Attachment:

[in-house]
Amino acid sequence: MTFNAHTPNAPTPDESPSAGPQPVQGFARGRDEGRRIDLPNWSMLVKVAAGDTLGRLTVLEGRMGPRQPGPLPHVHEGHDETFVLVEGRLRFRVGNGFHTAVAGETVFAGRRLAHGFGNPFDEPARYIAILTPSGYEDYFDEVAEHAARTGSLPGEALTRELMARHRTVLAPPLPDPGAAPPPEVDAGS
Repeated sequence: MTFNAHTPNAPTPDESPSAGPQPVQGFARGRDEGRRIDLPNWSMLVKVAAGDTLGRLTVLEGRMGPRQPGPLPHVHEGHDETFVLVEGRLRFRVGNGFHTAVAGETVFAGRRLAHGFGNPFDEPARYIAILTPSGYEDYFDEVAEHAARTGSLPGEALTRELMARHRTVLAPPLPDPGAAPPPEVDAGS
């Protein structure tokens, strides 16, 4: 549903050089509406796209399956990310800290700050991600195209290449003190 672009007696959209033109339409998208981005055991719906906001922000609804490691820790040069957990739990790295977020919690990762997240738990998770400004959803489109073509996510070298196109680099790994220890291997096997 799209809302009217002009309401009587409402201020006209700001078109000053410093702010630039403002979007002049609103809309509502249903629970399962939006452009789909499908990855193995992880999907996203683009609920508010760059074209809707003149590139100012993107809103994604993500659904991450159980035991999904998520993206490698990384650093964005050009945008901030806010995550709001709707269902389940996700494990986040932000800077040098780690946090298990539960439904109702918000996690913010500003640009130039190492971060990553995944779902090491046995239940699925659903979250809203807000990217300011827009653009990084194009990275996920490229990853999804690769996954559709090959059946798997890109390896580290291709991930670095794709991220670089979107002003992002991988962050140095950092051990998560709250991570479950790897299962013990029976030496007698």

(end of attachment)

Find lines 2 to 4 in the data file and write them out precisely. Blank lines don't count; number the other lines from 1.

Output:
Amino acid sequence: MTFNAHTPNAPTPDESPSAGPQPVQGFARGRDEGRRIDLPNWSMLVKVAAGDTLGRLTVLEGRMGPRQPGPLPHVHEGHDETFVLVEGRLRFRVGNGFHTAVAGETVFAGRRLAHGFGNPFDEPARYIAILTPSGYEDYFDEVAEHAARTGSLPGEALTRELMARHRTVLAPPLPDPGAAPPPEVDAGS
Repeated sequence: MTFNAHTPNAPTPDESPSAGPQPVQGFARGRDEGRRIDLPNWSMLVKVAAGDTLGRLTVLEGRMGPRQPGPLPHVHEGHDETFVLVEGRLRFRVGNGFHTAVAGETVFAGRRLAHGFGNPFDEPARYIAILTPSGYEDYFDEVAEHAARTGSLPGEALTRELMARHRTVLAPPLPDPGAAPPPEVDAGS
């Protein structure tokens, strides 16, 4: 549903050089509406796209399956990310800290700050991600195209290449003190 672009007696959209033109339409998208981005055991719906906001922000609804490691820790040069957990739990790295977020919690990762997240738990998770400004959803489109073509996510070298196109680099790994220890291997096997 799209809302009217002009309401009587409402201020006209700001078109000053410093702010630039403002979007002049609103809309509502249903629970399962939006452009789909499908990855193995992880999907996203683009609920508010760059074209809707003149590139100012993107809103994604993500659904991450159980035991999904998520993206490698990384650093964005050009945008901030806010995550709001709707269902389940996700494990986040932000800077040098780690946090298990539960439904109702918000996690913010500003640009130039190492971060990553995944779902090491046995239940699925659903979250809203807000990217300011827009653009990084194009990275996920490229990853999804690769996954559709090959059946798997890109390896580290291709991930670095794709991220670089979107002003992002991988962050140095950092051990998560709250991570479950790897299962013990029976030496007698």